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What we've learned about the CFP race after Week 3

From ESPN - September 17, 2017

The first of six College Football Playoff rankings is not revealed until Oct. 31, giving the 13 members of the selection committee ample time to watch teams develop before attempting to decipher some form of a playoff pecking order. After just three weeks, however, conference play has begun, nonconference statements have been made, and there are a few lessons we at least think we have learned.

Here's a look at how September has shaped the CFP picture in each conference so far:

ACC: QB Kelly Bryant has what it takes to lead Clemson back to the CFP

One of the biggest questions this offseason was how the defending national champions would replace quarterback Deshaun Watson, and Kelly Bryant has done that remarkably smoothly in his first three games as a starter. He has been so impressive that Watson tweeted, "He will be better than me!" on Saturday night, as Bryant led No. 3 Clemson to a 47-21 road win against No. 14 Louisville. Bryant threw for a career-high 316 yards and a touchdown and rushed for 26 yards with two touchdowns in his first road start.

Clemson's defense again looked like one of the best in the country, as it flustered Heisman Trophy winner Lamar Jackson. It was the second straight top-15 team Clemson has defeated, giving the Tigers arguably the best playoff rsum to date. Clemson has a strong case for No. 1, as it has been one of the nation's most complete teams, and the win over Louisville puts it in the driver's seat in the ACC race.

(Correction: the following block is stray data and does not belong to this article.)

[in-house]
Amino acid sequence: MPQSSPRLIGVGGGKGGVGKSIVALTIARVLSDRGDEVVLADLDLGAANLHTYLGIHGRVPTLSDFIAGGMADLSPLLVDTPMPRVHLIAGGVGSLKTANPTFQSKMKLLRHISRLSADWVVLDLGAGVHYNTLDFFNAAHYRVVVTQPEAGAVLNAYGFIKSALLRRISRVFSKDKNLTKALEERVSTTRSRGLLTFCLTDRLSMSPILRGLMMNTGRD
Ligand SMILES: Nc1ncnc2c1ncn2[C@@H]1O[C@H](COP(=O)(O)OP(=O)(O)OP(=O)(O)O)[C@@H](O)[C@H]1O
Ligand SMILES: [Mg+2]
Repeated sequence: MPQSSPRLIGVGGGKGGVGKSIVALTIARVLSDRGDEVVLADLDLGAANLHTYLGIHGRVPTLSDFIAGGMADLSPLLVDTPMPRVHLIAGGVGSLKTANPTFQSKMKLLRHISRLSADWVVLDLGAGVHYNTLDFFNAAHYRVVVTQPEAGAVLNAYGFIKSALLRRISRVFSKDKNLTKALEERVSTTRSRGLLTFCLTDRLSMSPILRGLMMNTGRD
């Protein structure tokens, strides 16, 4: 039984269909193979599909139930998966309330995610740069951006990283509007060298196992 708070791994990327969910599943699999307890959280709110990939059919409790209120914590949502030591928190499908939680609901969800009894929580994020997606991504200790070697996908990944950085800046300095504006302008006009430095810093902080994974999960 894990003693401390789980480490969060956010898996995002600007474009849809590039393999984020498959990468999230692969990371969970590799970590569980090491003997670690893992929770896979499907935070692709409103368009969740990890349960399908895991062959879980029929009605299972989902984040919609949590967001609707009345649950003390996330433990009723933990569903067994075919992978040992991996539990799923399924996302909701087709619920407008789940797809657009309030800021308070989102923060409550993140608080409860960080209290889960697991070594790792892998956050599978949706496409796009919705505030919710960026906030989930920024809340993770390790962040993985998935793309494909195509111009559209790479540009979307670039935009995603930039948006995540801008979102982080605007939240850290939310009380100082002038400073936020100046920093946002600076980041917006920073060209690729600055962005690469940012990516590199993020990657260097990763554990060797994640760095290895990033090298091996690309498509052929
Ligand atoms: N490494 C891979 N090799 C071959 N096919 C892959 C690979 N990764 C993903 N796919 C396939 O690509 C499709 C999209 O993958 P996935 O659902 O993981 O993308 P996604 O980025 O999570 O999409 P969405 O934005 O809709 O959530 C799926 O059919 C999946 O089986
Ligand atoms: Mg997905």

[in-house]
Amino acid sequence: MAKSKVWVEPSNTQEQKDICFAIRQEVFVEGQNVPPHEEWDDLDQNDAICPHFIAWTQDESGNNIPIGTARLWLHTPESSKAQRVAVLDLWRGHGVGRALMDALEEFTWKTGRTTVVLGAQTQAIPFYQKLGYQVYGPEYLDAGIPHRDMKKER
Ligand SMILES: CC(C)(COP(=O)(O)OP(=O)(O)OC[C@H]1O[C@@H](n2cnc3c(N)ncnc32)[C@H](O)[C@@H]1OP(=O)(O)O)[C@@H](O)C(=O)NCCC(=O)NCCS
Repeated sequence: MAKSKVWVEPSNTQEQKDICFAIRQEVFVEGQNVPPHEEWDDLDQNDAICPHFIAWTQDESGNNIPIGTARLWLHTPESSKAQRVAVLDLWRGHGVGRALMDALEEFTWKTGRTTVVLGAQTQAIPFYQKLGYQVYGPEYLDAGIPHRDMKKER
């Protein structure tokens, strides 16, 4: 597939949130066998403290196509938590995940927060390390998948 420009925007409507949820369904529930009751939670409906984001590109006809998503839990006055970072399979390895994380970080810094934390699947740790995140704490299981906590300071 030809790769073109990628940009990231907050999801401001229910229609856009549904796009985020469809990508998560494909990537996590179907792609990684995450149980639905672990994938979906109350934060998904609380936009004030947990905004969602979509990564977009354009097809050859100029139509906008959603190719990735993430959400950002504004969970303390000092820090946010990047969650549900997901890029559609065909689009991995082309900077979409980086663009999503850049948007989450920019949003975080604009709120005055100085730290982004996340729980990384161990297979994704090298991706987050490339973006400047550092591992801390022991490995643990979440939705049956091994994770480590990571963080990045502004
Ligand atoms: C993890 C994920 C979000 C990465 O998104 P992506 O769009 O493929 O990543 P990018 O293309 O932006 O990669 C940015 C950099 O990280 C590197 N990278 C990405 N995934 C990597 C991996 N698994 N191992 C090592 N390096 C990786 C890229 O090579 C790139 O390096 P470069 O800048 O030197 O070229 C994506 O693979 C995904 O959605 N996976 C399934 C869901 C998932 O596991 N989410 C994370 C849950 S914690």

SEC: It's Alabama and everyone else (again)

No. 12 LSU imploded at Mississippi State. No. 15 Auburn looked sloppy against ... Mercer?! And as impressive as No. 24 Florida's Hail Mary was to beat No. 23 Tennessee 26-20, neither team looked capable of matching up with No. 1 Alabama (again).

Mississippi State's defense is probably better than expected, and with their 37-7 victory, the Bulldogs emerged from Week 3 as a contender in the SEC West, but LSU's ineptitude on offense was glaring. The Tigers were also undisciplined, with nine penalties for 112 yards (including two touchdowns that were negated), while two defensive players were ejected for targeting. It was the largest margin of victory in what was the 111th meeting between the teams.

Auburn, meanwhile, looked like it had a hangover following its loss to Clemson, with four fumbles and an interception against an FCS team that resurrected its program just five years ago. If the SEC is going to reassert itself as the best conference in the country -- a title that belonged to the ACC last year -- LSU and Auburn have to live up to their rankings, and both have already failed their first real tests.

Pac-12: USC picked up where it left off in 2016 -- a CFP contender

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